Power to the she

Photo credit: Rewon Shimray

If there were more women in powerful positions, the world would be a better place for everyone.

In Facebook COO Sheryl Sandberg’s book “Lean In For Graduates,” Sandberg recounted when a guest at her book party asked 2011 Nobel Peace Prize winner Leymah Gbowee how American women could help those who experienced mass rapes and other war horrors.

“More women in power,” Gbowee said.

Last Thursday, Dr. Linda Livingstone was inaugurated as the 15th president of Baylor University. She is the first female president in 172 years of Baylor’s history, and one of the few female university presidents across the country. According to a recent national survey from the American Council on Education, only 30 percent of university presidents are female.

If they weren’t already looking up to the president, women at Baylor have another role to aspire to with Livingstone’s inauguration. Fifty-eight percent of students who go to Baylor are female.

With more women in powerful positions, they can empathize and make changes that their male counterparts may not think of, in addition to adding a diverse outlook and smart ideas. Our classmates, our sisters and our friends deserve an equal voice in all levels of society.

To empathize means to suffer with. A powerful female knows what it is like to overcome being underestimated and being discriminated against. Powerful females know the reality of workplace harassment, discrimination and sexism. These issues are alive and well because this world is still a male-dominated, patriarchal society. More females in powerful positions means more females advocating for the disbandment of these issues.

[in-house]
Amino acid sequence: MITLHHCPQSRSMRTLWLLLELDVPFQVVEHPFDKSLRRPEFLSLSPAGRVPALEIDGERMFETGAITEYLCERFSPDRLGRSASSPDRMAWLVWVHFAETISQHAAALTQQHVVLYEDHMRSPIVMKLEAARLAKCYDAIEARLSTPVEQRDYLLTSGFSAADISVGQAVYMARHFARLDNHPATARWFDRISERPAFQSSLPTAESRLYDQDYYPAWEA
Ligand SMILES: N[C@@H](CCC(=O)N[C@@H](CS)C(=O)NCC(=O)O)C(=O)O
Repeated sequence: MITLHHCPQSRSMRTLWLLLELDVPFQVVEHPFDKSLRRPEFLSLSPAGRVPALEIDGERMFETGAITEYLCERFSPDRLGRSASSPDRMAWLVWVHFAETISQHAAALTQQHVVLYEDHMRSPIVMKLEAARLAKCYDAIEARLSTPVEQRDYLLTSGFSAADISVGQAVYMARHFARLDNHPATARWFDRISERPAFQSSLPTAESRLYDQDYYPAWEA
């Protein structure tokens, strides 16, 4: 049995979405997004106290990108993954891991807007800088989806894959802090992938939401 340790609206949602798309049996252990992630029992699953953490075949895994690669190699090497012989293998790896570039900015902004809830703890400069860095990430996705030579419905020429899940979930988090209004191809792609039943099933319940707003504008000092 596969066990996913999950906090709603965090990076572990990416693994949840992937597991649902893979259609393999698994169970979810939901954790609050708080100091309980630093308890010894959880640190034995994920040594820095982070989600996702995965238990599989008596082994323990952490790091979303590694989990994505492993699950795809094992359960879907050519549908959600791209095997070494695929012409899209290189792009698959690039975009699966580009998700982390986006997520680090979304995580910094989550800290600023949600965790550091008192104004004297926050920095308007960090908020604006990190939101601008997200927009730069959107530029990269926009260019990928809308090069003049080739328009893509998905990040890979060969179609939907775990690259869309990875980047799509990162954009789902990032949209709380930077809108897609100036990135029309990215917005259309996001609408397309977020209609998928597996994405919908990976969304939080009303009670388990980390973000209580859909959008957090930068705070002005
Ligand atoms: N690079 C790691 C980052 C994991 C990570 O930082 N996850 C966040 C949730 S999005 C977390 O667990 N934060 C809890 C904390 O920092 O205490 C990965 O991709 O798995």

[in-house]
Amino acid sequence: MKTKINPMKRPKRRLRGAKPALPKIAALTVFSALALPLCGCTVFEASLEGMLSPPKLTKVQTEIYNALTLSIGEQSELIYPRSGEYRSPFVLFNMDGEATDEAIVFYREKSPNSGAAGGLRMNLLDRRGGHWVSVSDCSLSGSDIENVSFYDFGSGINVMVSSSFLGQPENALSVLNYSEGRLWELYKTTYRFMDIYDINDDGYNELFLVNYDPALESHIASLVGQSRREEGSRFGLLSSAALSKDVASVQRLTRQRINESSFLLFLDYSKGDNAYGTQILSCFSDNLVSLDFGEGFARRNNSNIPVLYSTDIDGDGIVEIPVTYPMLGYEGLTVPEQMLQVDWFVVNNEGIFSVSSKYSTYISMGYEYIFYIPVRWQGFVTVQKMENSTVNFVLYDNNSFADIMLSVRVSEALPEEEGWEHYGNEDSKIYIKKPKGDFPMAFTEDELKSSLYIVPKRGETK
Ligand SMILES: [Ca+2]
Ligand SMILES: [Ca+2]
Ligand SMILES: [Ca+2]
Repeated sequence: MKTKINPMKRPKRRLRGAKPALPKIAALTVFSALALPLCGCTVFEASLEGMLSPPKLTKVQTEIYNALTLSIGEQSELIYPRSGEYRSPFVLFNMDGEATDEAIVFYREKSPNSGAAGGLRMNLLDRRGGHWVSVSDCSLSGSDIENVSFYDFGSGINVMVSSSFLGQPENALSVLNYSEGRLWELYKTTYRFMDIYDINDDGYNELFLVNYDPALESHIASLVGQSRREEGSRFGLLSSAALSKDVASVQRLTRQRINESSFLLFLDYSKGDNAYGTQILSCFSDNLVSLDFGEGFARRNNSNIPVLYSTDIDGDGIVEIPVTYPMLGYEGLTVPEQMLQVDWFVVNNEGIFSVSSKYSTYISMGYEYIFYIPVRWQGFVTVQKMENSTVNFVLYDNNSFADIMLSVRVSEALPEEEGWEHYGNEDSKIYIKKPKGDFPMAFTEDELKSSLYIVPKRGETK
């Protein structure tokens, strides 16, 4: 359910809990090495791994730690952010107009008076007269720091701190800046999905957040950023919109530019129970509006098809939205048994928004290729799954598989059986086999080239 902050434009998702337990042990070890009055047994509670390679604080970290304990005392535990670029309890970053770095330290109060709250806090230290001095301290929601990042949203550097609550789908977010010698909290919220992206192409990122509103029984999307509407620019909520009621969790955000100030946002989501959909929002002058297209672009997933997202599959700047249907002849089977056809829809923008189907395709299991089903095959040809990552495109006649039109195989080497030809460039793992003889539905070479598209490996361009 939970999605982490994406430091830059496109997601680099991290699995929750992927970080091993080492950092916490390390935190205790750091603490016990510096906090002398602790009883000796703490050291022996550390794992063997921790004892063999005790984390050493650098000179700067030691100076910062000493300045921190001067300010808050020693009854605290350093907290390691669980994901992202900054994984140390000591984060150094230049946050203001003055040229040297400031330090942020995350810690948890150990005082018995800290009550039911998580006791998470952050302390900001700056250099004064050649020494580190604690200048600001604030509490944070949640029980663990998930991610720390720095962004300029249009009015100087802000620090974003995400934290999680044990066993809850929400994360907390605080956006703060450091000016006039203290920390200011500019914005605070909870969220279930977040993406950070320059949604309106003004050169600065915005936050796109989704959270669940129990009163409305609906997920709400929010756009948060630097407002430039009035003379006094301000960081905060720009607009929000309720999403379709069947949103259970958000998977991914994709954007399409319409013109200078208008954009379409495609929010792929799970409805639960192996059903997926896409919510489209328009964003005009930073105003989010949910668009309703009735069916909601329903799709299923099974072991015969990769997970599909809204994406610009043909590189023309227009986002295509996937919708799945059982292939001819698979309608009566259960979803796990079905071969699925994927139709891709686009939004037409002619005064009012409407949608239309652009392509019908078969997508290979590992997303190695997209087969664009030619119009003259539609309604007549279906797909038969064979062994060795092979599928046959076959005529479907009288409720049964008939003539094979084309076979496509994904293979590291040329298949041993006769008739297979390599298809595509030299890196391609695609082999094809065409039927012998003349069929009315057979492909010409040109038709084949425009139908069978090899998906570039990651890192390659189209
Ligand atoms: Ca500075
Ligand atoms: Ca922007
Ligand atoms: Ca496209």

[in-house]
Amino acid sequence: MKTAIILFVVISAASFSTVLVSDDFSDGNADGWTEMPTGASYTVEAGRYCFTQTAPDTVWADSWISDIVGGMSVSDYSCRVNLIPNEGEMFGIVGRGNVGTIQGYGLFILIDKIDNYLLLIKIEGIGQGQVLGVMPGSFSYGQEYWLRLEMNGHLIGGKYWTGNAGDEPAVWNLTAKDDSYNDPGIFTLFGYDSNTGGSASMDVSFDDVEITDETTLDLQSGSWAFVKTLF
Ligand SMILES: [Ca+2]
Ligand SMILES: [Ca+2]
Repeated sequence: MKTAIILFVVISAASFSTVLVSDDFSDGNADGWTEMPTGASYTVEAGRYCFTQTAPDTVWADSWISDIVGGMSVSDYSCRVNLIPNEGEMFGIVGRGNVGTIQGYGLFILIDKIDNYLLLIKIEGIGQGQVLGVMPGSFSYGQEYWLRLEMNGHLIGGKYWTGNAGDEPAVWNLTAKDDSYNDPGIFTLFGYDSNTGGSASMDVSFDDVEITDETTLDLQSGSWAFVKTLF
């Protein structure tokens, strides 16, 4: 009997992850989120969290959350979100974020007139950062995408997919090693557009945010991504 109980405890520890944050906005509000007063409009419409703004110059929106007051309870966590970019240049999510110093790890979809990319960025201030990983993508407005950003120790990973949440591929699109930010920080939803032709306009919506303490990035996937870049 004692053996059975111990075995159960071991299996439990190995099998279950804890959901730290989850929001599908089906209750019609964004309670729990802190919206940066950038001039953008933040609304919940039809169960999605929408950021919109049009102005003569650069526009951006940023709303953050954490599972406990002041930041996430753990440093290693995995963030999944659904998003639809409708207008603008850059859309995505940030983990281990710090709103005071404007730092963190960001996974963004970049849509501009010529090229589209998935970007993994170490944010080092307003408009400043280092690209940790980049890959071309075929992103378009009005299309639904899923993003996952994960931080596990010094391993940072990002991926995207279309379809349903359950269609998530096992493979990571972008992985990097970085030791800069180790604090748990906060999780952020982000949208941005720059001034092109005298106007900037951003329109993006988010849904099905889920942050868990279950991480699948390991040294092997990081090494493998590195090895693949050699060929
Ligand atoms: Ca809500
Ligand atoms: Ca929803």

For example, in the U.S. population, there are 157 million females compared to the 151.8 million males. But only 21 women serve among the 100 members of the Senate and only 84 women out of 435 representatives serve in the House of Representatives.

The difference is appalling. But the political leaders who are female are fighting for women’s rights. U.S. Sen. Elizabeth Warren, D-Mass., was one of the senators who fought for the ultimately unsuccessful Equal Rights Amendment in 2015.

“If you don’t have a seat at the table, you are probably on the menu,” Warren said, speaking about the importance of having more females in politics at a fundraiser in 2014.

Warren was also one of the several senators to introduce the Schedules that Work Act in the Senate and House in 2015. The act would put limits on unreliable work scheduling practices that directly affect women who care for children.

U.S. Sen. Joni Ernst, R-Iowa, voted for the Justice for Victims of Human Trafficking Act in 2015, seeking enhancements in law enforcement training to better support victims.

“Today marks an important step to combat the spread of human and sex trafficking,” Ernst said. “We can no longer turn a blind eye to the human rights crisis happening across the country.”

Thursday, Ernst tweeted Iowa’s ranking of No. 28 in the U.S. of human trafficking cases and her bi-partisan work to address the issue.

But, the need for powerful women expand beyond politics. According to Fortune 500, only 6.4 percent of the U.S.’s biggest companies are run by women. Sandberg said, while working at Google in 2004, that she didn’t know the dire need for pregnant women to have designated parking spaces until she had to fast-walk across the parking lot with an extended belly.

A man couldn’t live through that experience to know of its importance. If there were pockets of female leaders across the country, working as the CEO of Ford Motors or the manager of your local Kroger, the strength of females would be easily recognizable.

The world would be better because there would be someone in power knowing the importance of having pregnancy leave, daycare at work and strict punishments for workplace sexual harassments. Not only that, but there would be someone in power who is smart and can add a voice that males cannot add.

With more women in powerful positions, we can take one step closer to true equality.

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